Claudia Dunaway

Yummy Mud Puddle


Claudia Dunaway has been a potter for nearly 40 years, having originally studied with legendary potter Charles Counts in Rising Fawn, Georgia, and at the University of North Carolina - Greensboro. Her education continued through the years through a series of workshops conducted by such notable potters as John Glick, Jack Troy, Toshiko Takeauz, and Peter King. More recently a Penland workshop lead by Kathy King and Paul Wandless on printmaking on clay has added to her repertoire of techniques.

After long stretches in both Fredericksburg, Virginia and St. Augustine, Florida teaching and owning galleries, she and her artist husband John Richards returned in 2003 to North Carolina to immerse themselves in the rich community of local artists anchored by the Penland School of Crafts northeast of Asheville. Together with daughter and textile artist, Kathryn Lynch, they established the Yummy Mud Puddle in Burnsville.

Claudia uses a range of clay bodies and fires in a gas reduction kiln to create subtly varied finishes. Her work is intensely illustrated with strong line and wide ranging subject matter. Her work has been exhibited regionally and nationally in galleries and exhibitions. In addition to being a founding member of Mica, she is also a member of the Southern Highland Craft Guild, and the Spruce Pine Potters Market. When not making pottery Claudia enjoys playing music with the Toe River Chamber Orchestra and the novelty jazz band, Hot Duck Soup.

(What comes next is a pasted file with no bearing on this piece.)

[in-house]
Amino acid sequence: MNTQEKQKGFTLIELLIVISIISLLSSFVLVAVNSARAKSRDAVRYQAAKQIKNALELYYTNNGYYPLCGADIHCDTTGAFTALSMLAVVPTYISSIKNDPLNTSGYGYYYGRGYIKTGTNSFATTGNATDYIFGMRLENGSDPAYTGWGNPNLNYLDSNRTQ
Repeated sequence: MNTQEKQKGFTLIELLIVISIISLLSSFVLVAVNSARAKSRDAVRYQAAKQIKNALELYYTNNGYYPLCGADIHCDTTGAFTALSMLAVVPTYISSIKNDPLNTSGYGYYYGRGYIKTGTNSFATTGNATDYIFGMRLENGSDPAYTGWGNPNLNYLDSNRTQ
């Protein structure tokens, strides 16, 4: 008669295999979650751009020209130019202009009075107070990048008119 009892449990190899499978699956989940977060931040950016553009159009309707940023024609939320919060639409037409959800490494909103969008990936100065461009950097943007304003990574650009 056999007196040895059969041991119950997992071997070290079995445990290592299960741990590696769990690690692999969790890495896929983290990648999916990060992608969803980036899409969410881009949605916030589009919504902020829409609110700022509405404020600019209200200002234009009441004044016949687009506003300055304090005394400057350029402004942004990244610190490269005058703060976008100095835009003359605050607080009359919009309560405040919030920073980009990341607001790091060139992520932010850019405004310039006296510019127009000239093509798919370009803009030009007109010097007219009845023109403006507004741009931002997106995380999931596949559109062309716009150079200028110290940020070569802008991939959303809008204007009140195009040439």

Artist Statement

“I fell into the mud at any early age and found it to be quite satisfying.”

I am drawn to plump voluminous forms as they seem to offer such promise and challenge. An inhalation of fresh air, the full clear note played on a trumpet, a seed pod about to burst, a bubble floating across the sky or on the surface of water. Throwing such forms on the wheel requires an extra stretch of the clay and just the right arc to create a veritable "orb". Pushing into the form emphasizes its roundness and volume. Drawing, printing images, and carving into it creates an anticipation of what is around its sides. Because the majority of my work is functional, I want my pots to be inviting, cradled, and appreciated.